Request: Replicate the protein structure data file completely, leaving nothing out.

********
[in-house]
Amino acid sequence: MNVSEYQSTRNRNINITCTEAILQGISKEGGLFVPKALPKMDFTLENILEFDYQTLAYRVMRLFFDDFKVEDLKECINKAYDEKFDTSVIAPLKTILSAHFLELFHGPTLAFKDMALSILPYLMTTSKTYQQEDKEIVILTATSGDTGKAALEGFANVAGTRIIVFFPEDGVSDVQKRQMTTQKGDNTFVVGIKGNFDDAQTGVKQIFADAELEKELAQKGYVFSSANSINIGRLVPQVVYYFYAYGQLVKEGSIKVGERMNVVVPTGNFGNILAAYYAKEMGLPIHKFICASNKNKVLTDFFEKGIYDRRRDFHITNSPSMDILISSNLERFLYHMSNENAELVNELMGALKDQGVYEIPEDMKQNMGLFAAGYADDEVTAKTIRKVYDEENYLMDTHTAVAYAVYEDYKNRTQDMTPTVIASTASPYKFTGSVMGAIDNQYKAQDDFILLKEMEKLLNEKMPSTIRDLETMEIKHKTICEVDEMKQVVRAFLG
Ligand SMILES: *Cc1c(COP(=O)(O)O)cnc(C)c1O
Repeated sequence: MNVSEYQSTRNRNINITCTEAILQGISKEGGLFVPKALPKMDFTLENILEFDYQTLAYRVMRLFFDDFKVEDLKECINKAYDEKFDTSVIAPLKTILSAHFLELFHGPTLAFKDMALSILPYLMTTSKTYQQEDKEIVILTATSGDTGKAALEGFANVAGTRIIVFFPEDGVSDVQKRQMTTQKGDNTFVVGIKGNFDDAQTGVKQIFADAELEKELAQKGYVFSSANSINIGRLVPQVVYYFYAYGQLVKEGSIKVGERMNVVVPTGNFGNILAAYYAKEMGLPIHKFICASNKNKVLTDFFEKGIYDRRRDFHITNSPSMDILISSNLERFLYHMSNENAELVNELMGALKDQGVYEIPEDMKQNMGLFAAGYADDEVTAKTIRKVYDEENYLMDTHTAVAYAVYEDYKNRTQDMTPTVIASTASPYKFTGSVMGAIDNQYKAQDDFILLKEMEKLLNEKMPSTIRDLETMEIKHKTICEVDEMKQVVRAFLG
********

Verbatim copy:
[in-house]
Amino acid sequence: MNVSEYQSTRNRNINITCTEAILQGISKEGGLFVPKALPKMDFTLENILEFDYQTLAYRVMRLFFDDFKVEDLKECINKAYDEKFDTSVIAPLKTILSAHFLELFHGPTLAFKDMALSILPYLMTTSKTYQQEDKEIVILTATSGDTGKAALEGFANVAGTRIIVFFPEDGVSDVQKRQMTTQKGDNTFVVGIKGNFDDAQTGVKQIFADAELEKELAQKGYVFSSANSINIGRLVPQVVYYFYAYGQLVKEGSIKVGERMNVVVPTGNFGNILAAYYAKEMGLPIHKFICASNKNKVLTDFFEKGIYDRRRDFHITNSPSMDILISSNLERFLYHMSNENAELVNELMGALKDQGVYEIPEDMKQNMGLFAAGYADDEVTAKTIRKVYDEENYLMDTHTAVAYAVYEDYKNRTQDMTPTVIASTASPYKFTGSVMGAIDNQYKAQDDFILLKEMEKLLNEKMPSTIRDLETMEIKHKTICEVDEMKQVVRAFLG
Ligand SMILES: *Cc1c(COP(=O)(O)O)cnc(C)c1O
Repeated sequence: MNVSEYQSTRNRNINITCTEAILQGISKEGGLFVPKALPKMDFTLENILEFDYQTLAYRVMRLFFDDFKVEDLKECINKAYDEKFDTSVIAPLKTILSAHFLELFHGPTLAFKDMALSILPYLMTTSKTYQQEDKEIVILTATSGDTGKAALEGFANVAGTRIIVFFPEDGVSDVQKRQMTTQKGDNTFVVGIKGNFDDAQTGVKQIFADAELEKELAQKGYVFSSANSINIGRLVPQVVYYFYAYGQLVKEGSIKVGERMNVVVPTGNFGNILAAYYAKEMGLPIHKFICASNKNKVLTDFFEKGIYDRRRDFHITNSPSMDILISSNLERFLYHMSNENAELVNELMGALKDQGVYEIPEDMKQNMGLFAAGYADDEVTAKTIRKVYDEENYLMDTHTAVAYAVYEDYKNRTQDMTPTVIASTASPYKFTGSVMGAIDNQYKAQDDFILLKEMEKLLNEKMPSTIRDLETMEIKHKTICEVDEMKQVVRAFLG